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Redefining Interfaith Discourse: Applying Invitational Rhetoric to Religion

  • Jason A. Sharier Kent State University - Stark


There exists a peculiar, reoccurring loss in religious conversations held between rhetors of differing religious beliefs—that is, the building up of the person-to-person relationship. This article, however, proposes that invitational rhetoric, as offered by Sonja K. Foss and Cindy L. Griffin, will provide the rhetor with a more sympathetic, even empathetic, means of discussing the subject matter of religion. While this essay focuses on the individual spiritual quest, religious rhetoric is herein examined with the intent of arriving at a juncture that will allow one to go beyond the usual conflicts by nurturing what might be considered an unusual, but effectual, respect.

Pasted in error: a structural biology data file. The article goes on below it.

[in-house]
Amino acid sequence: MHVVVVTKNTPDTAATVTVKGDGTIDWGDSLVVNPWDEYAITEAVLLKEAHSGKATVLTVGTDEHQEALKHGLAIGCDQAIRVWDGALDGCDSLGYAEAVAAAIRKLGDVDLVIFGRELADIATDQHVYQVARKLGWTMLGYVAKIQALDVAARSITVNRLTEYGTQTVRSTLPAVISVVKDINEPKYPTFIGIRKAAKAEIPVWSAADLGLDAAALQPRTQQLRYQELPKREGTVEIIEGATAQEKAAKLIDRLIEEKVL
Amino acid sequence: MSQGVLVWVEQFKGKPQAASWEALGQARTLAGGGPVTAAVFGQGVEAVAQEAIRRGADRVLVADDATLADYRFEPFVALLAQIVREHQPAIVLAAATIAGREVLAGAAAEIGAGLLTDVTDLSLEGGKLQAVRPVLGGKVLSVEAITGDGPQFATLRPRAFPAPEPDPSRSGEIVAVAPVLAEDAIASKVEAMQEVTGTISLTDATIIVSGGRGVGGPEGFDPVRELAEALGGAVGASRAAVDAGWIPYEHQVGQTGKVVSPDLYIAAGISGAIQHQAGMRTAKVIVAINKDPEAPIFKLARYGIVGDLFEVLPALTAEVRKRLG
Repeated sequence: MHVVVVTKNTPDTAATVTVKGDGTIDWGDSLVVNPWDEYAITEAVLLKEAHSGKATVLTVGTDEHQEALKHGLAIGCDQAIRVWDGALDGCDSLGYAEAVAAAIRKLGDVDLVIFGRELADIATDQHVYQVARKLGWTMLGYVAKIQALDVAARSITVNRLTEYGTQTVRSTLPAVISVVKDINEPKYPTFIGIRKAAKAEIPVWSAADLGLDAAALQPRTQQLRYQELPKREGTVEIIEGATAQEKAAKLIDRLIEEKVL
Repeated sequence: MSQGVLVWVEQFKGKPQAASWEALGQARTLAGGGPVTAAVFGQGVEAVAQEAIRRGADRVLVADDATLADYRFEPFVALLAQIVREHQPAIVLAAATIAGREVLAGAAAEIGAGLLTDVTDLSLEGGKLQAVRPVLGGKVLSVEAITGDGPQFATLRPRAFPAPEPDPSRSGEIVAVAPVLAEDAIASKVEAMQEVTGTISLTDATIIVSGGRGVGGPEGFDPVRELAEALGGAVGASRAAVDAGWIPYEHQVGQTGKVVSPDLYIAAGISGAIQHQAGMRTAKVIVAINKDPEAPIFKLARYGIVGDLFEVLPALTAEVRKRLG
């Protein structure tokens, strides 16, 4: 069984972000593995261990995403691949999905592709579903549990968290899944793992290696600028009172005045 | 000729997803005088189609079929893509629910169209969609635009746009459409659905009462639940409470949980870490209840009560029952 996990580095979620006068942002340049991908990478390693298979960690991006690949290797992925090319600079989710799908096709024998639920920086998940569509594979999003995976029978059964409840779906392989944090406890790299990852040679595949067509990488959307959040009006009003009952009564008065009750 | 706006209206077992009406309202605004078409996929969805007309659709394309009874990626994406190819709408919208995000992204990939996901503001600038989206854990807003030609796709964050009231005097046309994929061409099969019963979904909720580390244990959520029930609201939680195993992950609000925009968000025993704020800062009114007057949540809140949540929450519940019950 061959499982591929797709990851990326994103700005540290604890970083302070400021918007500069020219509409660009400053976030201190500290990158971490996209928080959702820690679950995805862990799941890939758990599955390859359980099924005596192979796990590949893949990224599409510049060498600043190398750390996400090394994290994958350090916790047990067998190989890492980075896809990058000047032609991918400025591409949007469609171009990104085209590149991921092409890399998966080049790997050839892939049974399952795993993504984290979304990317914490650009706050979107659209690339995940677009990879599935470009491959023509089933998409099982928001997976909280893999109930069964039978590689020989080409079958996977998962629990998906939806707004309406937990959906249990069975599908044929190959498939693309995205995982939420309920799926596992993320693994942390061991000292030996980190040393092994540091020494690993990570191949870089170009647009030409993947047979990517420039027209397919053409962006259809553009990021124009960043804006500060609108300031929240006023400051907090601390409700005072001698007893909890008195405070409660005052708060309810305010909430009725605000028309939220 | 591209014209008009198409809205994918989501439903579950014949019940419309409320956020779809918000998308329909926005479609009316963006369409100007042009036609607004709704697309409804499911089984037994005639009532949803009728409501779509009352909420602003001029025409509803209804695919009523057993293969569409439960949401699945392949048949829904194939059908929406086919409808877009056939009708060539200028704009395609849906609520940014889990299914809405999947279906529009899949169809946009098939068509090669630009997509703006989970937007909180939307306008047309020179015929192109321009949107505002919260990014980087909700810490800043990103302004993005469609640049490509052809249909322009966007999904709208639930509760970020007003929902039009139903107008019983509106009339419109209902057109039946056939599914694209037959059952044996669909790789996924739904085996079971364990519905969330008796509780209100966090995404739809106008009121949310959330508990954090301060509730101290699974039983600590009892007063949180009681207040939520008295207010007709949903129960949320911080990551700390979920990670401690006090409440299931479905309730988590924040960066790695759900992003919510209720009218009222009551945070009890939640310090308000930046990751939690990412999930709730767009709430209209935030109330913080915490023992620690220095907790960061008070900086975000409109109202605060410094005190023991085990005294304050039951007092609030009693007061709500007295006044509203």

Author Biography

Jason A. Sharier, Kent State University - Stark

Jason A. Sharier graduated from Kent State University in May 2011 with a BA in English and a minor in Writing. He most recently served as an adjunct faculty member at the Kent State Stark campus, teaching university orientation. Jason is planning on beginning his graduate coursework in Literature and Composition this fall.

How to Cite
Sharier, J. A. (2015). Redefining Interfaith Discourse: Applying Invitational Rhetoric to Religion. Young Scholars in Writing, 9, 87-97. Retrieved from